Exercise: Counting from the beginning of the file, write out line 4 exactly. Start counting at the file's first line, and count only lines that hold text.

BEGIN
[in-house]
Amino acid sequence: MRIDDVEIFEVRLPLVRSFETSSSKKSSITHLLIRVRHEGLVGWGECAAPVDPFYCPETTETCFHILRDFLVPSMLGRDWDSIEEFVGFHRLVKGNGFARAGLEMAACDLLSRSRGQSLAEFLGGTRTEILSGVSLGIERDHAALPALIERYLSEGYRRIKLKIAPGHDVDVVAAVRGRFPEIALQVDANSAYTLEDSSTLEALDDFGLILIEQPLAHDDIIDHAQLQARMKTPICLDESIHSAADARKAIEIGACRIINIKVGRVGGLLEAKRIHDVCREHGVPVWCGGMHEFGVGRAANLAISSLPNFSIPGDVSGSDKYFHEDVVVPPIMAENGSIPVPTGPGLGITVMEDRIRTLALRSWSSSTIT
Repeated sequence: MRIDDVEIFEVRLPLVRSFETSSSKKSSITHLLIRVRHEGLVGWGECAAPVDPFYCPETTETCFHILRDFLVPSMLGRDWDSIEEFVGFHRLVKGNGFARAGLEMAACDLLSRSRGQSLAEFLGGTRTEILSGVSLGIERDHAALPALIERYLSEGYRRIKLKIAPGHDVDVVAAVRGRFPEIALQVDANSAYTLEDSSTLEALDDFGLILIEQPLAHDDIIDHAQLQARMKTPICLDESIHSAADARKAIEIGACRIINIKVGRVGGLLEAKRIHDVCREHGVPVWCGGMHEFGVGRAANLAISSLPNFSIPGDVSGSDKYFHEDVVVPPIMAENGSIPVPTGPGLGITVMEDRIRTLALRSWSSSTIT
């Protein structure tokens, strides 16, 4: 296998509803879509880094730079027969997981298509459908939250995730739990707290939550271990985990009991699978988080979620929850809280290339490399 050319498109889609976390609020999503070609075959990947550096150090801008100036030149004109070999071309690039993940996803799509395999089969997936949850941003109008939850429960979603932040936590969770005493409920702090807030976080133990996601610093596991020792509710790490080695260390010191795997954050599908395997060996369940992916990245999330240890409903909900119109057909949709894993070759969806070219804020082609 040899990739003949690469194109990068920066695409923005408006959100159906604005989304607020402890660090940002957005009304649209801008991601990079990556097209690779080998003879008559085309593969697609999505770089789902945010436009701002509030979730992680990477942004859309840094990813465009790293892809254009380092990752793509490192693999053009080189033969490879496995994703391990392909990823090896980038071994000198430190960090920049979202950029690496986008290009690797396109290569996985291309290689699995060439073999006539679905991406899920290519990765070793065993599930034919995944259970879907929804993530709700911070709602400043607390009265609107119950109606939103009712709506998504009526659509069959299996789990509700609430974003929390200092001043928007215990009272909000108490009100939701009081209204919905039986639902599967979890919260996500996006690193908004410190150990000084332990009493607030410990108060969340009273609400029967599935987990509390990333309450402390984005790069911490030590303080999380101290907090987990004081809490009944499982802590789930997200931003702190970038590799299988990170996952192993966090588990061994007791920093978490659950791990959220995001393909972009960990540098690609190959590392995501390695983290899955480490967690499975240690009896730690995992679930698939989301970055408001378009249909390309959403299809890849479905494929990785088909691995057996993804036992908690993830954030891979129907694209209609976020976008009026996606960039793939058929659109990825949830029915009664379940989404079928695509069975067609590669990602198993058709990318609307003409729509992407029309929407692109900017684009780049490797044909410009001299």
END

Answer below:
């Protein structure tokens, strides 16, 4: 296998509803879509880094730079027969997981298509459908939250995730739990707290939550271990985990009991699978988080979620929850809280290339490399 050319498109889609976390609020999503070609075959990947550096150090801008100036030149004109070999071309690039993940996803799509395999089969997936949850941003109008939850429960979603932040936590969770005493409920702090807030976080133990996601610093596991020792509710790490080695260390010191795997954050599908395997060996369940992916990245999330240890409903909900119109057909949709894993070759969806070219804020082609 040899990739003949690469194109990068920066695409923005408006959100159906604005989304607020402890660090940002957005009304649209801008991601990079990556097209690779080998003879008559085309593969697609999505770089789902945010436009701002509030979730992680990477942004859309840094990813465009790293892809254009380092990752793509490192693999053009080189033969490879496995994703391990392909990823090896980038071994000198430190960090920049979202950029690496986008290009690797396109290569996985291309290689699995060439073999006539679905991406899920290519990765070793065993599930034919995944259970879907929804993530709700911070709602400043607390009265609107119950109606939103009712709506998504009526659509069959299996789990509700609430974003929390200092001043928007215990009272909000108490009100939701009081209204919905039986639902599967979890919260996500996006690193908004410190150990000084332990009493607030410990108060969340009273609400029967599935987990509390990333309450402390984005790069911490030590303080999380101290907090987990004081809490009944499982802590789930997200931003702190970038590799299988990170996952192993966090588990061994007791920093978490659950791990959220995001393909972009960990540098690609190959590392995501390695983290899955480490967690499975240690009896730690995992679930698939989301970055408001378009249909390309959403299809890849479905494929990785088909691995057996993804036992908690993830954030891979129907694209209609976020976008009026996606960039793939058929659109990825949830029915009664379940989404079928695509069975067609590669990602198993058709990318609307003409729509992407029309929407692109900017684009780049490797044909410009001299």